# How realistic is the movie Armageddon

## Can the earth be saved like in the movie Armageddon?

Physics students once calculated whether and how the earth could be saved by blowing up an asteroid with an atomic bomb

An asteroid is hurtling towards Earth and could destroy it. What can people do to prevent the apocalypse? In 1998, in the disaster film Armageddon, it was told that an asteroid with a diameter of 1000 km flies towards Earth and that a brave team manages at the last minute to save the earth by detonating an atomic bomb drilled into the asteroid. The asteroid is split in two as it flies past Earth.

Physics students from the University of Leicester say nonsense in the Journal of Physics Special Topics and once took the trouble to check the reality of the scenario shown in the film. They conclude that there is no atomic bomb, at least not now, that could bring it about. It should be a billion times more powerful than the largest atomic bomb that has ever been detonated. That was the Russian 50-megaton hydrogen bomb AN602 in 1961.

The students calculated how great the explosive power of a bomb would have to be that would tear such an asteroid, assumed in the film, into two parts at a speed of more than 35,000 km / h at a distance of 100,000 km from Earth would fly past the earth at a distance of at least 640 km. The film speaks of an asteroid predominantly made of iron ferrite, so the students assumed a density of 7,000 kgA-3 out.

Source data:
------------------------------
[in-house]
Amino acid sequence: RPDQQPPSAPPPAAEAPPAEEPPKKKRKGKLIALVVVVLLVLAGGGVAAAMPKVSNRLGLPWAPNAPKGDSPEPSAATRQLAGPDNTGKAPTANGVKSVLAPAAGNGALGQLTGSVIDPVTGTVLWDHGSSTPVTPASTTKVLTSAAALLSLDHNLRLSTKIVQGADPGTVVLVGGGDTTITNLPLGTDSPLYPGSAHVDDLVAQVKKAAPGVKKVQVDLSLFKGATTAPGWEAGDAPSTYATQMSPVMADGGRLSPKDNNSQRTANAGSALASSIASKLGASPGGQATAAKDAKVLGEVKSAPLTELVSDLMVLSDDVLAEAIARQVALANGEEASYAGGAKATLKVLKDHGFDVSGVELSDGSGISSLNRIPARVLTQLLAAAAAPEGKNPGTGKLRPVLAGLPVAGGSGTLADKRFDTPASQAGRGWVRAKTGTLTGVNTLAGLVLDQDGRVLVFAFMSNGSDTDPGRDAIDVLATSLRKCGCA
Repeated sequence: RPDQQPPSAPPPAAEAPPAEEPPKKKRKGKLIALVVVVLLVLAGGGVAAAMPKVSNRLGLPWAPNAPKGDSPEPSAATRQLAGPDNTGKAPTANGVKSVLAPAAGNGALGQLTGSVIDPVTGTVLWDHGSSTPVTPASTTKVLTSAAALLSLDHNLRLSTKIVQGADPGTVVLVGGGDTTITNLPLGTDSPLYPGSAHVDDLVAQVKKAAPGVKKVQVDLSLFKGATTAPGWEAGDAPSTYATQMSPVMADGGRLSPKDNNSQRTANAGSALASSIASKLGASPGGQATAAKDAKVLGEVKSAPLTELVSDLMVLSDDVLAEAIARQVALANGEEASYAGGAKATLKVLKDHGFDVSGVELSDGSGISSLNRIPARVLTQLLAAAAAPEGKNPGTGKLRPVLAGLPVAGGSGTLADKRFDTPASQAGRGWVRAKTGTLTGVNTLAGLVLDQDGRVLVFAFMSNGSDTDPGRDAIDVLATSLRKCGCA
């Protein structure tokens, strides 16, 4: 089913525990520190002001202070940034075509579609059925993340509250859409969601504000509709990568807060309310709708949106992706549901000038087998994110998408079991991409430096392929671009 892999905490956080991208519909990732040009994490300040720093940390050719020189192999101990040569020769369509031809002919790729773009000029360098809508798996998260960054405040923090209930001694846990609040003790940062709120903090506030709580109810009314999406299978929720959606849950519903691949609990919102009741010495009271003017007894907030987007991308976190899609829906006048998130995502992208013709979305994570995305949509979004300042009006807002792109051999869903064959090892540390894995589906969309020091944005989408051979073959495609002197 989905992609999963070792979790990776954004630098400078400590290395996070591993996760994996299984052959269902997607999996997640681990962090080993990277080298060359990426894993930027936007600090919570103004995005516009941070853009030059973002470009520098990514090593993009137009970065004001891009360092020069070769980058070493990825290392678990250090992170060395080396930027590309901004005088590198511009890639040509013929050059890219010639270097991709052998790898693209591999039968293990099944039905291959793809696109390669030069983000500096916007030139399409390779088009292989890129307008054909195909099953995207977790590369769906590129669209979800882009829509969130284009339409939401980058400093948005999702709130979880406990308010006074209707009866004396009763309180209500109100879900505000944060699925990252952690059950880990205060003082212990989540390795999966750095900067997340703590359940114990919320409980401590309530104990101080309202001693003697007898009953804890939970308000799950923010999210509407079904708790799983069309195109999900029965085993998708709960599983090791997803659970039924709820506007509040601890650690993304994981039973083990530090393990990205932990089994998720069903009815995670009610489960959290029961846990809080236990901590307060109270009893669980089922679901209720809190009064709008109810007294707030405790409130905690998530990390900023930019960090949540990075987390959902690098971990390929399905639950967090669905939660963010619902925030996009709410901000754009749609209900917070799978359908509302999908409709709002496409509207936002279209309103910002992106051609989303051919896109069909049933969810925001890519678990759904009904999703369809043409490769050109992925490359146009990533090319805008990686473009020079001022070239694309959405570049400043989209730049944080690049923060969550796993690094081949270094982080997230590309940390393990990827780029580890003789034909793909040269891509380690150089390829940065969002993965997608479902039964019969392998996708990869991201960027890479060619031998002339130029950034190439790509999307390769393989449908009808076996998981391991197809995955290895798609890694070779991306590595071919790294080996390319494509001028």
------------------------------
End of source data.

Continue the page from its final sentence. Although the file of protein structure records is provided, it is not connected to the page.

According to the calculations, this would require 800 trillion terajoules of energy, the AN602 had just over 400,000. In addition, the asteroid would have had to be discovered much earlier than in the film in order to have a chance, but that would have damaged the dramaturgy and the narrative in general. The asteroid should have been discovered about 12.9 billion km away and immediately blown to pieces. That would be the distance to the Kuiper Belt, where there are actually many ice asteroids, but none made of iron. In any case, there would be no time for a person to fly there in time. Later it would not be possible to blast the parts so far that they fly past the earth at a safe distance.

The conclusion: At the moment there are no technical means to protect the earth from an asteroid using this method. So you have to think of other options. Ben Hall, one of the students, suggests that one could push the asteroid off course with some kind of propulsion system. But that should not be a realistic chance either, because then the asteroid would have to be spotted early and it would take too long to get the technology there, not to mention the size. (Florian RĂ¶tzer)

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